2 Hidden Gems in the Chemical Space

Investors who pass on boring but beautiful companies like Balchem and Stepan in favor of more popular companies operating in trendy industries are missing out on reliable growth and impressive dividend outperformance.

Mar 5, 2014 at 1:59PM

When it comes to growth investing, companies operating in trendy industries are among the most popular stock choices among investors. As a result, the majority of long-term investors overlook many utilitarian, small-cap companies. This scenario is a positive for investors seeking value along with growth, as it often means great growth at cheaper valuations.

Perhaps no industry is more overlooked than the chemicals space. The primary reason is that the industry creates products designed to operate behind the scenes and out of the public's purview.

Balchem (NASDAQ:BCPC) and Stepan (NYSE:SCL) are two of the best long-term investments in the space; both offer great growth, solid dividend performance and currently trade at relatively cheap valuation multiples.

Exciting growth
While Balchem's and Stepan's chemical businesses may be boring, the growth both companies have been churning out is anything but. In fact, Balchem and Stepan are expected to continue to grow at robust rates going forward. The following is a breakdown of the companies' projected growth in 2014 compared to industry behemoth Dow Chemical (NYSE:DOW):

CompanyRevenue GrowthEPS Growth
Balchem 9.4% 15.9%
Dow Chemical 3.4% 18.1%
Stepan 6.3% 21.4%

Both Balchem and Stepan are projected to grow sales in 2014 at much faster rates than larger peer Dow Chemical. Even though Balchem is expected to lag both competitors in the earnings-per-share category, 15.9% growth in EPS is still admirable.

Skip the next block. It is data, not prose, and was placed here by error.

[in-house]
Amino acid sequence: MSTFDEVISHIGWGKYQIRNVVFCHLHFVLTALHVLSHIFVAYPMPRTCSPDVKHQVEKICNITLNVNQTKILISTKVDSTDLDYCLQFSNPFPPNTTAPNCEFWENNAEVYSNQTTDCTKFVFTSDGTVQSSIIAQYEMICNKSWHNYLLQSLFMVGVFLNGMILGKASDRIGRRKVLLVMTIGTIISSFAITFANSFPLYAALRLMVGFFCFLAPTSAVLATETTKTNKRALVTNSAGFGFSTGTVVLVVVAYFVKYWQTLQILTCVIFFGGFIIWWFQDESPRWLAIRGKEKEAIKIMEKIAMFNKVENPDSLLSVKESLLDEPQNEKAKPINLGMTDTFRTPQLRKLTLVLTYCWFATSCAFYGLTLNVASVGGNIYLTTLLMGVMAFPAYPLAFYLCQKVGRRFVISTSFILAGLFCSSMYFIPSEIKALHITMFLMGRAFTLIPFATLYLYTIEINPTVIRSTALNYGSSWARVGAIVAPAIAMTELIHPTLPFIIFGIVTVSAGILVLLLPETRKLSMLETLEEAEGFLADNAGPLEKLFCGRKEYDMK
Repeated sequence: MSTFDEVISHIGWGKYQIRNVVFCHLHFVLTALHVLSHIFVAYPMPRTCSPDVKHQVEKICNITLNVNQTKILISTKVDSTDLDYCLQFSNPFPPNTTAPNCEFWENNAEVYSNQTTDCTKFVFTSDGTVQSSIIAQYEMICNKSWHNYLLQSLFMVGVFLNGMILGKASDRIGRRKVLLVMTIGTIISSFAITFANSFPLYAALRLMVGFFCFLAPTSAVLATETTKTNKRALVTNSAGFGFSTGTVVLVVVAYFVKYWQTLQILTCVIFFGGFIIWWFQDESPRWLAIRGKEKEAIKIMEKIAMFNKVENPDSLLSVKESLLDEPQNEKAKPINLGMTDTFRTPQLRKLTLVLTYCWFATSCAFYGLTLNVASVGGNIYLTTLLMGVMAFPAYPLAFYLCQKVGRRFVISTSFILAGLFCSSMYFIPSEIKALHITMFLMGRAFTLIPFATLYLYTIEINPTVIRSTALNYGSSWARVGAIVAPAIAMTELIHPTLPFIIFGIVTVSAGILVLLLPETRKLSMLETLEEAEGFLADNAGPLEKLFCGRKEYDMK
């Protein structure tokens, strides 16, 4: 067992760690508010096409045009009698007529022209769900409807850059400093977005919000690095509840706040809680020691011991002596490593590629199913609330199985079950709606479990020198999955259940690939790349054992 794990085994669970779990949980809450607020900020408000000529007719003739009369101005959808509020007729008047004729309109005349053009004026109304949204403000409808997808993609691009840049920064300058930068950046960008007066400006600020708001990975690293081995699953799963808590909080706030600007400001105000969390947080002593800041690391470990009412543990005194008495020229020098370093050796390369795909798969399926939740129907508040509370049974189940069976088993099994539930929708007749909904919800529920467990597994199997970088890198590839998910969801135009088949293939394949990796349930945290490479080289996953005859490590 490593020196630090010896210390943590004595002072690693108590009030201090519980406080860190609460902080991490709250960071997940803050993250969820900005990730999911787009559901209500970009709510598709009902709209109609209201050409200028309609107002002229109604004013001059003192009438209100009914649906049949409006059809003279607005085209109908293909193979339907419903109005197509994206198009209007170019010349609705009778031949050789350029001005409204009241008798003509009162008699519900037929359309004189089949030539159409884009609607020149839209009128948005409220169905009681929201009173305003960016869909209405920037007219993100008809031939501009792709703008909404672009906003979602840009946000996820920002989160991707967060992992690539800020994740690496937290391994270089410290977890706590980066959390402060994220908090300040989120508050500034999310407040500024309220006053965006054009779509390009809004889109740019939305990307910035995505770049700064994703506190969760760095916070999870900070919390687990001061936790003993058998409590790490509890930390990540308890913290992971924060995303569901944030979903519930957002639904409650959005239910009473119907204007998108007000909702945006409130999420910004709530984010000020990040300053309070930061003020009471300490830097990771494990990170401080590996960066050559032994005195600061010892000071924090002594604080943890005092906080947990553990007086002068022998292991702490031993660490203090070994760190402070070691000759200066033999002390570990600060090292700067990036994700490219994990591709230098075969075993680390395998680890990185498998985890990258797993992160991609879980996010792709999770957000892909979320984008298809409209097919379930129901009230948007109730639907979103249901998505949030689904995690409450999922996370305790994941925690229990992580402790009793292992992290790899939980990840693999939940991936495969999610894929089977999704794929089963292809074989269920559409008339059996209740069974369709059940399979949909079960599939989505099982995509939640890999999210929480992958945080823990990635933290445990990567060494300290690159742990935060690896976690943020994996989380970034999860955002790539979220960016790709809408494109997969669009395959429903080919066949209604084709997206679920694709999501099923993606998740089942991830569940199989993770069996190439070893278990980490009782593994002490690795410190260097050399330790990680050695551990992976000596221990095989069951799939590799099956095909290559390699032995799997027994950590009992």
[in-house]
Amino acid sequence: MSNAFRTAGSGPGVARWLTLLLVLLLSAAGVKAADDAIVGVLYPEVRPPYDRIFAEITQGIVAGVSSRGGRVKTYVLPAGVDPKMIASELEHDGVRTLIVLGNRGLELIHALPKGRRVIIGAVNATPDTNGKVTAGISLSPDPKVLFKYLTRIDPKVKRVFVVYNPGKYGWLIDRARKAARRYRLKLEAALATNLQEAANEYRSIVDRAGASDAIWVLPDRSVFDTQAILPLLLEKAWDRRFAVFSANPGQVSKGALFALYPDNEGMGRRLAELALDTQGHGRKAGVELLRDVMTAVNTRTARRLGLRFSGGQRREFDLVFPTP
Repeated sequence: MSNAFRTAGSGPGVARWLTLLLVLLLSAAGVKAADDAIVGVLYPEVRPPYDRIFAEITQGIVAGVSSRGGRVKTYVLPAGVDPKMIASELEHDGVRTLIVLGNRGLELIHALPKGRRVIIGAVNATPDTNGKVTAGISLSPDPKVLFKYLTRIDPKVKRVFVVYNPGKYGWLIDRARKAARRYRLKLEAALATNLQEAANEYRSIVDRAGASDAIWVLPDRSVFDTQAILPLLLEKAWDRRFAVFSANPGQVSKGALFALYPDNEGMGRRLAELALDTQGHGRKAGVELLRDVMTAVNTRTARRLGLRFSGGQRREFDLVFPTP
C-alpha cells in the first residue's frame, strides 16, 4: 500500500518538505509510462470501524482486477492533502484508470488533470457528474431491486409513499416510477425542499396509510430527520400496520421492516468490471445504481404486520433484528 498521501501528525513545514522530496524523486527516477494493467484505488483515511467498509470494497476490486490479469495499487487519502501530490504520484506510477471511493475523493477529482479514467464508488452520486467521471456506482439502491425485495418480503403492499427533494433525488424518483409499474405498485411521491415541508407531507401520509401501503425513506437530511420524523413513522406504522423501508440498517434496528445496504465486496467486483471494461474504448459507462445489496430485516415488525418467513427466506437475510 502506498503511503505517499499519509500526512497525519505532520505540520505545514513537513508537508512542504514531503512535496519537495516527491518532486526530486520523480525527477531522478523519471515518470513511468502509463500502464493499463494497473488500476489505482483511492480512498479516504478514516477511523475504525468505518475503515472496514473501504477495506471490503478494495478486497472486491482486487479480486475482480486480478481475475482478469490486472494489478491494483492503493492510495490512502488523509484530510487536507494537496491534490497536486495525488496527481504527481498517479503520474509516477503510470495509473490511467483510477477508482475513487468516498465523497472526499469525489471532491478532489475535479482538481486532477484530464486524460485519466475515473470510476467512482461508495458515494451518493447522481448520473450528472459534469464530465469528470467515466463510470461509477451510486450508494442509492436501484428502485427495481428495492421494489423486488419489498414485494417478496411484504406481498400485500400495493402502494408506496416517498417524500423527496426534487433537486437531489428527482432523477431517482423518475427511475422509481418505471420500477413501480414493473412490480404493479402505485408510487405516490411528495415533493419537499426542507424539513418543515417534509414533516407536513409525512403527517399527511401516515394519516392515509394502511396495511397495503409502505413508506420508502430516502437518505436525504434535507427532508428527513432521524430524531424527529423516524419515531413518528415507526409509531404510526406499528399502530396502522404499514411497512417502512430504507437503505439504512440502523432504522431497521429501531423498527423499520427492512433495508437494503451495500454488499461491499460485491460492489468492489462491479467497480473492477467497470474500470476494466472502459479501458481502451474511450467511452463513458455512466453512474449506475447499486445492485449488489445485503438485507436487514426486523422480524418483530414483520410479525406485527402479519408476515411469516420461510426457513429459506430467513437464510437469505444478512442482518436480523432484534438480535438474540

Additionally, considering the above-average growth, forward-looking valuation multiples for Balchem and Stepan are not too expensive. Balchem's forward P/E of 24.8 and Stepan's forward P/E of 12.1 are lower than many popular growth stocks growing at comparable levels. 

Perhaps most impressive is that despite superior growth all around, Stepan's forward P/E of 12.2 is still cheaper than Dow Chemical's 14.1.

Growth drivers
For Balchem, continued success in its animal nutrition and health department is important. The company's latest expanded alliance with Versus Animal Nutrition assures this. Versus, formerly a supplier to Western Canada only, is now teaming up with Balchem to offer the company's animal nutrient and mineral solutions to all parts of Canada, which vastly expands the company's business in the region. 

Additionally, Balchem recently announced an agreement with Taminco to construct and operate a choline chloride facility in Louisiana. Together, Balchem and Taminco will invest to build the facility into a large scale producer of choline chloride, servicing consumers around the world. The facility is expected to go online in 2015.

On the other hand, Stepan's growth in 2014 is expected to come primarily from improving economic conditions around the world as well as positive trends in the company's main consumer markets. Continued global growth in polypol, which is used as energy saving insulant in foam installation, is expected to add significant volume growth in Stepan's polymer segment.